An exclusive Newsmax source in Iran reported in late August that eight Turkish officers were then in Urmieh, coordinating the anti-Kurdish military campaign with Iran’s Revolutionary Guards.

At the command level, Iranian and Turkish military officers have held monthly coordination meetings in the Turkish cities of Harakeh, Van, Bashakale, and in the Iranian cities of Urmieh, Mahabad, and Salmas, PJAK officials said.

The Iranian government sent a 12-member delegation to Hakkari, Turkey, for a summit meeting with Turkish officials on Sept. 10, PJAK officials said.

The Iranian delegation included the governor of Urmieh province, Hassan Gaffari Azer, and the deputy commander of the border guards, Coloonel Gurban Ali Muhubi.

They met with the governor of the Hakkari district, Ayhan Nasuhbeyoglu, security chief Cavit Cevik, the commander of the local gendarmerie, Colonel Zuhuri Atilla Ataal, and the governors of two adjoining districts.

PJAK guerilla leaders also pointed to the recent creation by Iran of civilian village guards, known as “jash,” in the Iranian Kurdish areas, as another sign of Turkish military cooperation with Iran.

“The Turkish army used a similar tactic when fighting the PKK in the 1990s,” said Xenat, a former PKK fighter who is originally from Turkey but joined PJAK once the PKK dissolved its military wing in early 2000.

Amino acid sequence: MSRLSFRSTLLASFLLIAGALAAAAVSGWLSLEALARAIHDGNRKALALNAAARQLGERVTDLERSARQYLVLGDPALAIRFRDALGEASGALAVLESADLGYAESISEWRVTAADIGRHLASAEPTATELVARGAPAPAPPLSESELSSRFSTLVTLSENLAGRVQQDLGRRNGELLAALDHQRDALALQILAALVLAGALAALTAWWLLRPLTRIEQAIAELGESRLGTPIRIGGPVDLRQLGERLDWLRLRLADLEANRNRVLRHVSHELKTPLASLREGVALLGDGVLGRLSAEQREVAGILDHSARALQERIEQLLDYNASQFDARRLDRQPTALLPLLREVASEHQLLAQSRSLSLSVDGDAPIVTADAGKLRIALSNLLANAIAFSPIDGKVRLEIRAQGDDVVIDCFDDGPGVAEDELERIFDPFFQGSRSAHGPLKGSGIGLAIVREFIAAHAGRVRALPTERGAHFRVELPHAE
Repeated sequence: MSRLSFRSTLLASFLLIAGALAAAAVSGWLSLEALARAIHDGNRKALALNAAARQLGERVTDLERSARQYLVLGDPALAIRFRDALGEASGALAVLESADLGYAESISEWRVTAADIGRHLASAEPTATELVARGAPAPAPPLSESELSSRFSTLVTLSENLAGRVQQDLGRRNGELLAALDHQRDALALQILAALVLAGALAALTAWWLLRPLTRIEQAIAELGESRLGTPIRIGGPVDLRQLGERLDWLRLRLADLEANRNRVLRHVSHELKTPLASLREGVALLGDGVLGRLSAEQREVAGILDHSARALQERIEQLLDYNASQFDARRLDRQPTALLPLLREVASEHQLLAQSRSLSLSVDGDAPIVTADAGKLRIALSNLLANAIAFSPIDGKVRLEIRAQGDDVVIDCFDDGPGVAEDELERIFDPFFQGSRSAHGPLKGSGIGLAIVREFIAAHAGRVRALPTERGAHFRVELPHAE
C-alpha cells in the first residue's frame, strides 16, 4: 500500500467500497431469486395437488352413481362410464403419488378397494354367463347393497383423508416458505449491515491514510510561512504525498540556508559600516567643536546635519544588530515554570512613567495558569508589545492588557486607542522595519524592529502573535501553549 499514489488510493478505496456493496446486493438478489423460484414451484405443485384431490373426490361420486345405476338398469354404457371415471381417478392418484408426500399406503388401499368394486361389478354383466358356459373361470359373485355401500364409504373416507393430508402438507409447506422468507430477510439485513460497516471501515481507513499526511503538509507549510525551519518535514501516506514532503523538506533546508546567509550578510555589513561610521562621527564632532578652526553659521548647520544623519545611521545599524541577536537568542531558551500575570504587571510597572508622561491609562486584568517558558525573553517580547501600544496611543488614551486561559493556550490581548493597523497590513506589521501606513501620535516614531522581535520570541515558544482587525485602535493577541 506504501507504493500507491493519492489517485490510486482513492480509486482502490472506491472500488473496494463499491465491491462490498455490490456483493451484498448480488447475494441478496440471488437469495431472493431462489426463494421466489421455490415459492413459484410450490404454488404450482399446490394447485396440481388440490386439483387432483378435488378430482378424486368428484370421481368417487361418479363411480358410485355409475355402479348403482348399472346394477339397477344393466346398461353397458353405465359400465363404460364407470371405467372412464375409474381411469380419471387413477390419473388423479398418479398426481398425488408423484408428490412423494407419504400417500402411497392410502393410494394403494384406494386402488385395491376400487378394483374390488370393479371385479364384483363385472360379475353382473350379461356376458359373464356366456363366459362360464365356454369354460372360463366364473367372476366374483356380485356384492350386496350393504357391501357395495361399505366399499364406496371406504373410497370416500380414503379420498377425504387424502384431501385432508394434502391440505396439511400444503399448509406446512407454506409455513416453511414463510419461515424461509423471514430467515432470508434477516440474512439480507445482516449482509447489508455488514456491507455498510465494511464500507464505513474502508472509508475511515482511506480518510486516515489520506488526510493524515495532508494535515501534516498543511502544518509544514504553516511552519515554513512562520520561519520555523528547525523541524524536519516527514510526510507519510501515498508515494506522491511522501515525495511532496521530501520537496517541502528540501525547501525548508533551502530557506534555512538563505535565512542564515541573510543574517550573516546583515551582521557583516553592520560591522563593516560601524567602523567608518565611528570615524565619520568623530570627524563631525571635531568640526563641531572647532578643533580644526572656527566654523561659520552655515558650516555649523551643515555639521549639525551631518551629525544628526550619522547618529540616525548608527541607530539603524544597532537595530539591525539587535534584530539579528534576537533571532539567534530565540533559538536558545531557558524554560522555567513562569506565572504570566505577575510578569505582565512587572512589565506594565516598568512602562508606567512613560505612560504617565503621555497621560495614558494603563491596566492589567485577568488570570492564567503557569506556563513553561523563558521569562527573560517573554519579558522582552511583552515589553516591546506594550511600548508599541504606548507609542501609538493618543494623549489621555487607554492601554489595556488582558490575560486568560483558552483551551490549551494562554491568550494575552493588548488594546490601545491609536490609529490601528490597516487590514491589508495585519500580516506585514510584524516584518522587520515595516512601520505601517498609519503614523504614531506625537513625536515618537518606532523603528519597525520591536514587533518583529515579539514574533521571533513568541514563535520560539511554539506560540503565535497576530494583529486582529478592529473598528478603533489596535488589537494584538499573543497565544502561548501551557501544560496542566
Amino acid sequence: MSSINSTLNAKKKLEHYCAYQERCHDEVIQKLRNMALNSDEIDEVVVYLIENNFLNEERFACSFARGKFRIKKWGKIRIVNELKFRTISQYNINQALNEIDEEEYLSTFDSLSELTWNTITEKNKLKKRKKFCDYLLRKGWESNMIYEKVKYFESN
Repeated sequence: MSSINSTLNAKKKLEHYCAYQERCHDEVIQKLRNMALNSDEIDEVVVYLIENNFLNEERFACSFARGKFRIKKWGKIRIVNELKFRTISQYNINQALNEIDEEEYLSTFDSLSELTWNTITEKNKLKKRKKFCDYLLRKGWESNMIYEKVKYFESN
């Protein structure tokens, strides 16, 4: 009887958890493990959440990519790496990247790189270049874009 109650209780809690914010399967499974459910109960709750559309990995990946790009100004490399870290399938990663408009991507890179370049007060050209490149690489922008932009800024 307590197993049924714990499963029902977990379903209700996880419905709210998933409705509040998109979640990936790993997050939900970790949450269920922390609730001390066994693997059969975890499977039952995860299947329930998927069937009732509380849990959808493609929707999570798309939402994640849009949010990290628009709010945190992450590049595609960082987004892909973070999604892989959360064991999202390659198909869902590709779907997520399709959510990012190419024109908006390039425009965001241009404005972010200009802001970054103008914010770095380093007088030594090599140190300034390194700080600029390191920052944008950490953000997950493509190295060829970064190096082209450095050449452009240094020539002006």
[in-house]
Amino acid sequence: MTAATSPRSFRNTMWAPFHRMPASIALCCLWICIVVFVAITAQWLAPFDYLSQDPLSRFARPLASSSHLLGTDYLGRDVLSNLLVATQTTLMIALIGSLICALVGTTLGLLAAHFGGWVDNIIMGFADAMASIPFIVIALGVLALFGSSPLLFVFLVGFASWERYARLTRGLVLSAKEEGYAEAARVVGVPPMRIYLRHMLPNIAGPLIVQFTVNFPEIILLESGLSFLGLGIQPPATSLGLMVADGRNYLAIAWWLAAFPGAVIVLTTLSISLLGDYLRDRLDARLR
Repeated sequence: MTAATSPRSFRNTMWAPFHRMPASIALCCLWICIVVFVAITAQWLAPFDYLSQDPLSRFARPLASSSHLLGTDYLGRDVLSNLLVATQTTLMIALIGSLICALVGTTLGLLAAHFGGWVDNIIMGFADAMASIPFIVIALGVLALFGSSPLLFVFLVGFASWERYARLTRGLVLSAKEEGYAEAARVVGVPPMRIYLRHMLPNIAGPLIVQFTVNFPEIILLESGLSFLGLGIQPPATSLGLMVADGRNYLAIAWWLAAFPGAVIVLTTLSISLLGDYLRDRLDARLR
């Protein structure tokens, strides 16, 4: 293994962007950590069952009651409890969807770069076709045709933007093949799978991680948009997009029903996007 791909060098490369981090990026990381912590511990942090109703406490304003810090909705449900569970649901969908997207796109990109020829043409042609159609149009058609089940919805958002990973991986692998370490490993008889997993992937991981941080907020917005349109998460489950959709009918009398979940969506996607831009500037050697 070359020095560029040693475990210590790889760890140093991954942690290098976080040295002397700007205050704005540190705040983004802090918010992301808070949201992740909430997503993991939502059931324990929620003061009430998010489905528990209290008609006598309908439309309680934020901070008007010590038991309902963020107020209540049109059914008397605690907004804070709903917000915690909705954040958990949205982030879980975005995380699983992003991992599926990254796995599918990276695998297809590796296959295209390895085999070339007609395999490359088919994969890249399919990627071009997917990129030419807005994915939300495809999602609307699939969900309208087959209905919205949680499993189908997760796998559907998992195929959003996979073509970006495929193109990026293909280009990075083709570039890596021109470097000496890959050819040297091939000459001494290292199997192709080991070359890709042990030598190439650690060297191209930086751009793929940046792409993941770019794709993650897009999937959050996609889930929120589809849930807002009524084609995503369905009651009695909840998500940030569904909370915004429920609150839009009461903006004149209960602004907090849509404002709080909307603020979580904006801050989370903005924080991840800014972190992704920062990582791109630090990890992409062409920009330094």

The “jash” village guards act as spies for the Revolutionary Guards to identify PJAK guerilla fighters., he said. They are also dressing up in Kurdish guerilla uniforms and attacking Iranian villagers, pretending to be PJAK fighters.

“The Turks have been fighting a dirty war in anti-guerilla operations for 30 years. Now they are teaching this to the Iranians,” Xenat said.

PJAK leaders said they were countering the Iranian disinformation efforts through political work on the ground inside Iran, and by attacking Revolutionary Guards units and Iranian officials such as judges who had sentenced PJAK guerilla fighters and political operatives to death.

Unlike earlier Iranian Kurdish guerilla groups, PJAK has integrated women into both its political and military wing.

For example, on Sept. 10, PJAK launched a reprisal attack against a Revolutionary Guards base near Shaho, in northwestern Iran, that was coordinated by a female guerilla fighter, said Arsham Kurdman, the head of the PJAK women’s movement.

Twelve Iranian troops were killed during that particular attack, she told Newsmax, while PJAK had no losses.

War materiel captured during that attack is now being used by PJAK fighters inside Iran, she added.

© 2007 Newsmax. All rights reserved.

HOW DO WE STRAIGHTEN OUT THE IRAQ MESS? Anyone have any ideas? Someone out there might have an idea that needs a little help. Let’s not throw any babies out with the wash water. Try to be civil. It is possible to point out the folly of some idea without getting nasty.

First we need to decide if we should continue Iraq as a single entity or break it up into 3 (or 4) parts. Should there be total separation? Advantages? disadvantages? Problems?